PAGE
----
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Azz
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01-03-2011, 10:43 PM
Originally Posted by Tupacs2legs View Post
if it was only meant to be a 'tingle' it would not have settings that go so high...its meant to hurt!

Looks very painful to me!
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MississippiRick
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02-03-2011, 07:08 AM
I really don't even know why this thread even comes up. Everyone has their different opinions. This is my opinion, and many of you will not like it. Its just my two cents worth, if you don't like it, give me a penny back and go on your way.

If the only way you can seem to train a dog is with an E collar, shock collar, stimulas collar, vibrating collar, whatever you want to call it, then you really need some useful hobby, because you sure don't need a dog..........
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wilbar
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02-03-2011, 07:58 AM
I'll try to answer scotty's question, which seems to be that he's against the use of pain in dog training & is happy to speak out about the cruelty & dangers of using ecollars, but would like to do so from a knowledgeable viewpoint. As far as I'm concerned that's a good thing to do & all credit to him for asking.

Firstly, as everyone has said, no-one can tell exactly how much pain each individual dog experiences at the different levels an ecollar can be set ~ same as for people. To some, a mild static shock is no more than a tingle, for others, it's extremely painful. Not only that but the level of pain that each dog/person experiences can vary from shock to shock, depending on the internal physiological state of the dog, to the context in which the shock is given, to the thickness of the coat, the weather conditions (humidity levels), where the collar is placed etc etc.

On top of that every persons experience of pain is different depending on the sensitivity of the neural pain pathways (this was the subject of a very enlightening Horizon programe a few weeks ago ~ "The Secret World of Pain"). So therefore it can depend on early life experiences of pain that may have caused super-sensitive pain pathways. Scientific research is starting to show that some premature babies that are subjected to painful procedures at this early age develop very senstive pain pathways & may be more likely to suffer ongoing chronic pain in later life. How many of us know the exact circumstances of our dogs' births & what they may have been subjected to at that young age!! A scary thought!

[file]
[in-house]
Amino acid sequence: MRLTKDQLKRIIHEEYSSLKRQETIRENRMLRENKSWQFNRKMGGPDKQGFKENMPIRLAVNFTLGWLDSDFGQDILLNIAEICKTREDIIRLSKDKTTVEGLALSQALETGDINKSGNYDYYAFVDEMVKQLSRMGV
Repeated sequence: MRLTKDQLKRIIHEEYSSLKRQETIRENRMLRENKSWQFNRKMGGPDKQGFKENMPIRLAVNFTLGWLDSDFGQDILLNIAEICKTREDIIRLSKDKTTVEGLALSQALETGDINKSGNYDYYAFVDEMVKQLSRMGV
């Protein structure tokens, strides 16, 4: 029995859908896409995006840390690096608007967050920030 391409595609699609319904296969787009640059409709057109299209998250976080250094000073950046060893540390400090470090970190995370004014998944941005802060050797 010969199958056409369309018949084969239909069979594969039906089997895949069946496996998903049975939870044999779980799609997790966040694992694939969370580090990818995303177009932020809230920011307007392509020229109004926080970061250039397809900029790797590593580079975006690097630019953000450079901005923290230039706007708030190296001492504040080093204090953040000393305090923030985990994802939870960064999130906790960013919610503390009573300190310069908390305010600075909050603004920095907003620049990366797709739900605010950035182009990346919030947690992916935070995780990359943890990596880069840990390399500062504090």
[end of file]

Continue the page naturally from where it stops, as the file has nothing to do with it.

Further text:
The only clues that we have as to the level of pain a dog feels when shocked by an ecollar, is to observe their behaviour. This is not an exact science, is very subjective for both the dog being shocked & the person trying to judge it. It also relies on the person administering the shock to be an extremely acute & knowlegeable observer of dog behaviour, to know the individual dog concerned very well & how it is likely to react in all different circumstances. I think even the most canny & experienced of dog trainers/behaviourists would struggle with that one! And then it can also vary each time the dog is shocked. Then some dogs start to react less to the shock & others start react more strongly each time the shock is administered, but this doesn't necessarily mean they feel more or less pain.

So in simple terms, we just don't know how much pain is caused to each dog each time it is shocked.

Then there is the whole moral & ethical issue of using pain to train. This has been well discussed in this thread & others many times. It is cruel, immoral & sadistic to use pain to train a dog. We wouldn't dream of using it to teach children, & anyway it's illegal, so why on earth would anyone possibly think that it's ok to use pain to train a dog?